Bug Bounty for Business
intigriti ceo Stijn Jans answers your questions about ethical hacking and bug bounty
At intigriti, we love a good conversation. You can find us on Twitter, LinkedIn and Facebook. If the situation permits, we attend events and conferences. When the conversation turns to ethical hacking and bug bounty, some questions are commonly asked.
In this series of blog posts, we discuss these Frequently Asked Questions with our ceo Stijn Jans. Starting off, we discussed “What is ethical hacking and bug bounty?” Today’s question is “Isn’t bug bounty only for large companies with large budgets?”. Next up, we’ll be talking about “What effort does it take to set up a bug bounty program?”
If you have any questions you’d like to ask Stijn or anyone in the team, feel free to do so via email@example.com. We’ll make sure every question gets answered, and if popular, we’ll publish it here.
Question of The Week
Isn’t bug bounty only for large companies with large budgets?
The question is legit. In the media, we read of big companies like Microsoft and Google enlisting the help of ethical hackers to test their systems and receive a reward (the bug bounty) when an issue is found. This leads smaller companies to think that starting with bug bounty is not for them.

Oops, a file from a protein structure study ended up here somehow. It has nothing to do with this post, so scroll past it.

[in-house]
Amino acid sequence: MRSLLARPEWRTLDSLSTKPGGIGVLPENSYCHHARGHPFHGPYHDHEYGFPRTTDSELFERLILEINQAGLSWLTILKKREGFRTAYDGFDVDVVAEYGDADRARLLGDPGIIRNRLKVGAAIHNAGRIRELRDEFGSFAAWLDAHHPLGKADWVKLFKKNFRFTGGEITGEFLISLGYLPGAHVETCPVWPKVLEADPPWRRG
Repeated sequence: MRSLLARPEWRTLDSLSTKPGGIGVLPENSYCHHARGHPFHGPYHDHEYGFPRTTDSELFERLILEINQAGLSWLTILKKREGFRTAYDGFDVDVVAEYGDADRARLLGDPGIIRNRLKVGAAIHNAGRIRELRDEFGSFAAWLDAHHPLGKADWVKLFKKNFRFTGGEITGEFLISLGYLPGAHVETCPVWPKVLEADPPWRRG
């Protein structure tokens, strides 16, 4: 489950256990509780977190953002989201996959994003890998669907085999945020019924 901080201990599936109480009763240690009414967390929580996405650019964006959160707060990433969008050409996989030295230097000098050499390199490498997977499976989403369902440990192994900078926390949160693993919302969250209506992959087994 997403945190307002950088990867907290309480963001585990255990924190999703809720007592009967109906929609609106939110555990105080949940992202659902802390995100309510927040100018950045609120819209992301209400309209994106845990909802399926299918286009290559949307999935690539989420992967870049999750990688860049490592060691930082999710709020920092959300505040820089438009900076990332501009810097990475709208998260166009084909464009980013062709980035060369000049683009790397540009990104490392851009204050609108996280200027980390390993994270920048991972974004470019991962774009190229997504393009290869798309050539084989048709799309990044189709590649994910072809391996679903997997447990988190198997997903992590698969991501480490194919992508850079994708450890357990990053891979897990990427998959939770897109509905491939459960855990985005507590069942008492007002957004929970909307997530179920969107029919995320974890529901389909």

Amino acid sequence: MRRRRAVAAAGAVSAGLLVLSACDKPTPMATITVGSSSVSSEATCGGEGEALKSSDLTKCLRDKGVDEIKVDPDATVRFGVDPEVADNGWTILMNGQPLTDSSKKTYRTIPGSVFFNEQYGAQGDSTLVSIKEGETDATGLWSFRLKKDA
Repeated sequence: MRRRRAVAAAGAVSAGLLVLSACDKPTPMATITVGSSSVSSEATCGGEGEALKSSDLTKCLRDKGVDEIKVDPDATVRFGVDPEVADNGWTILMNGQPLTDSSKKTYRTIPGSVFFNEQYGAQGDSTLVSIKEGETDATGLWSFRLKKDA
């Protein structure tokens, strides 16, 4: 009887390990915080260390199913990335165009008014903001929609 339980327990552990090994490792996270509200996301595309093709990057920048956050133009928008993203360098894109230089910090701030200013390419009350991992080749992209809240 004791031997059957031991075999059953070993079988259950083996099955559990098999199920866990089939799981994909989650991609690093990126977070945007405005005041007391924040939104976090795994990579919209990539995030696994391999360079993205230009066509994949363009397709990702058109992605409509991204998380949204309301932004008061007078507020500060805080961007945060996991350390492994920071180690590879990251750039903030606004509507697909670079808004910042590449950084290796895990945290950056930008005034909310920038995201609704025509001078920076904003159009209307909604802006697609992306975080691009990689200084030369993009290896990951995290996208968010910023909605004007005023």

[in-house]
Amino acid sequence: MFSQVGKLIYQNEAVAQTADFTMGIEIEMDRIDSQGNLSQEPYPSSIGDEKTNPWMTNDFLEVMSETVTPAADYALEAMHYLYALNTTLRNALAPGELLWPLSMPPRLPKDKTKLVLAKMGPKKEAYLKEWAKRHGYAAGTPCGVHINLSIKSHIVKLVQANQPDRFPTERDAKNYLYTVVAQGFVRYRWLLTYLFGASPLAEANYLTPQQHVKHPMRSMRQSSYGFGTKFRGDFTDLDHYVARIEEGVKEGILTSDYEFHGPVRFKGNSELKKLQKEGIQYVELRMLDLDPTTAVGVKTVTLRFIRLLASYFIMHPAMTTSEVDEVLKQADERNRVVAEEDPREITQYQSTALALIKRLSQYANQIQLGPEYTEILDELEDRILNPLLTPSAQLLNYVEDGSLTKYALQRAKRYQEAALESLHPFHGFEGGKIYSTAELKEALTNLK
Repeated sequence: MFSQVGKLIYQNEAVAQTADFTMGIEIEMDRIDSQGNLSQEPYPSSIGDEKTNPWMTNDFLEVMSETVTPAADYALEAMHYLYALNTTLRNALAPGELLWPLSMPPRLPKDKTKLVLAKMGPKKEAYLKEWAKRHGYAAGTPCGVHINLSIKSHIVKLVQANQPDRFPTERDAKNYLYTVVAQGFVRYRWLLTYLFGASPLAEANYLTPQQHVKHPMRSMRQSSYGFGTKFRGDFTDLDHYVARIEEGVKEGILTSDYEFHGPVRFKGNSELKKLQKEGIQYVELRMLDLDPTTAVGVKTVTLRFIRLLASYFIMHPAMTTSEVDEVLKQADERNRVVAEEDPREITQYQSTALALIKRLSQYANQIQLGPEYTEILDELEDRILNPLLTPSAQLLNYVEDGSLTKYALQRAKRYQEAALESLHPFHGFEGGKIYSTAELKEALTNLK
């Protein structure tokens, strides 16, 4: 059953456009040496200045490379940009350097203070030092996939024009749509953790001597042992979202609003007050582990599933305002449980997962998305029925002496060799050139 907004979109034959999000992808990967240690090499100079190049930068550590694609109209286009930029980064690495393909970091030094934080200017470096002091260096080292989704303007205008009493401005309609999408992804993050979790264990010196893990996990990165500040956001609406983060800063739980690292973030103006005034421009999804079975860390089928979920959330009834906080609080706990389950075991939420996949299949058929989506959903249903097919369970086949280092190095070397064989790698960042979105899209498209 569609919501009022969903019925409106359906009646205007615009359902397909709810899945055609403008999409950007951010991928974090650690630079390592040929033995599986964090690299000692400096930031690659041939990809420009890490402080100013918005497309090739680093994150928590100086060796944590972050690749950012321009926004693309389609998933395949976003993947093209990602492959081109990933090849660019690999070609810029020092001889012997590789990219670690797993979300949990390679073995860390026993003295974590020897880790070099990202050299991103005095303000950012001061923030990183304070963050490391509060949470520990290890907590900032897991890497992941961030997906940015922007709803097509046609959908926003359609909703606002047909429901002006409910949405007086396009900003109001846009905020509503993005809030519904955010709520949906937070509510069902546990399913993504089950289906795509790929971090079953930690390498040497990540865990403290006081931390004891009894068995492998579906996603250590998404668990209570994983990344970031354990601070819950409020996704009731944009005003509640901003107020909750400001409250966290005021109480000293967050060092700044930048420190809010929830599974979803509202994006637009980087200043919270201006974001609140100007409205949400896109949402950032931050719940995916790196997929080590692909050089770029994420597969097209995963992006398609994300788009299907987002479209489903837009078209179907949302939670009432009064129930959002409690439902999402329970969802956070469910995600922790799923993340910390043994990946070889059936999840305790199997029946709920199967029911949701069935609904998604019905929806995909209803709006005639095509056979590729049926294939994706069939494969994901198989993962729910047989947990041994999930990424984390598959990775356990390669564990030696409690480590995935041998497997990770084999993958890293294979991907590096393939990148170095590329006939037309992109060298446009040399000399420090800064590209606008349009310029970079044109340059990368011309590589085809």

When we ask our ceo Stijn, his answer is clear. “The idea that ethical hacking to improve security is only for the happy few is outdated, it’s no longer only for large companies with big budgets and ditto resources. Nowadays, we see companies of any size set up a customized bug bounty program. A little help and effort go a long way. ”
Bug hunting: the profitable addition to classic security testing
Vulnerabilities in applications can be found in any company, regardless of size or business activity, and they can mean serious money: loss of revenue or an expensive hit on the stock exchange, a busted reputation and a lot of work to restore your business information systems. You even might get fined because you broke the law. Fortunately, there is a way to prevent this kind of expensive disaster.
Classic security testing versus. bug hunting
“These days, most companies already go through great lengths to assure the security of their applications and public environments like websites and apps”, Stijn continues. “They do software security testing during development, set up software audits or arrange penetration testing and probably more. The company’s management or the security department hires a professional who tests certain versions of the application to make sure that it is as secure as possible.”
According to Jans, that is money well spent because it makes the application much safer, although it is not sufficient. “This approach, which we call ‘classic’ security testing, will miss out on a number of things. So, hoping to capture all the vulnerabilities using the classic testing methods will be to no avail; you won’t find them.”
“You cannot find all the vulnerabilities using classic testing methods.”
The explanation seems rather logical. Testing teams have limited resources and they always face pressure to speed up delivery and reduce cost. “Think about it this way: how much time can security testers spend on an application, before they must go on to the next project?”